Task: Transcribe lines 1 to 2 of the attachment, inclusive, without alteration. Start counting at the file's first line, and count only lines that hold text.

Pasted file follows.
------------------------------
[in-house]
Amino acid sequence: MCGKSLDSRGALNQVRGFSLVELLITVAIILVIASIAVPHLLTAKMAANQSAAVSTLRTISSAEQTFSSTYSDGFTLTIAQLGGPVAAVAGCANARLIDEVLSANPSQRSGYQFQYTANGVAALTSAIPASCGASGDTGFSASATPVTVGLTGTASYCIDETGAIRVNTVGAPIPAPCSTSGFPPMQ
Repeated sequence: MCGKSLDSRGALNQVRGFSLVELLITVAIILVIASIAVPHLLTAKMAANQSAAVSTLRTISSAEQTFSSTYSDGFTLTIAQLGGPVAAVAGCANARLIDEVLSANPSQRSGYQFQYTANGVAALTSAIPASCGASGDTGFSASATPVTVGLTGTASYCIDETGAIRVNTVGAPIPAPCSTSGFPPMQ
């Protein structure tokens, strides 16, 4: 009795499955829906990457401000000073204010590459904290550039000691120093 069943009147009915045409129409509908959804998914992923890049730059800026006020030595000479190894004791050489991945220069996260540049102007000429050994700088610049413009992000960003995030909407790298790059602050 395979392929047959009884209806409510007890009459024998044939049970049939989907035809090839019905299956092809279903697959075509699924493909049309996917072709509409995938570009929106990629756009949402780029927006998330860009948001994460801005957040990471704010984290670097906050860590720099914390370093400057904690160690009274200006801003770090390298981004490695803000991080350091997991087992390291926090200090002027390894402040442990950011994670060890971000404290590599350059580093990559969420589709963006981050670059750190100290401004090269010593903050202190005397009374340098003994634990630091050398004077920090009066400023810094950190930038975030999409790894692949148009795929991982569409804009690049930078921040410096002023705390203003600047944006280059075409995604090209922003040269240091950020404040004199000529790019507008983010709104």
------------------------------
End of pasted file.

[in-house]
Amino acid sequence: MCGKSLDSRGALNQVRGFSLVELLITVAIILVIASIAVPHLLTAKMAANQSAAVSTLRTISSAEQTFSSTYSDGFTLTIAQLGGPVAAVAGCANARLIDEVLSANPSQRSGYQFQYTANGVAALTSAIPASCGASGDTGFSASATPVTVGLTGTASYCIDETGAIRVNTVGAPIPAPCSTSGFPPMQ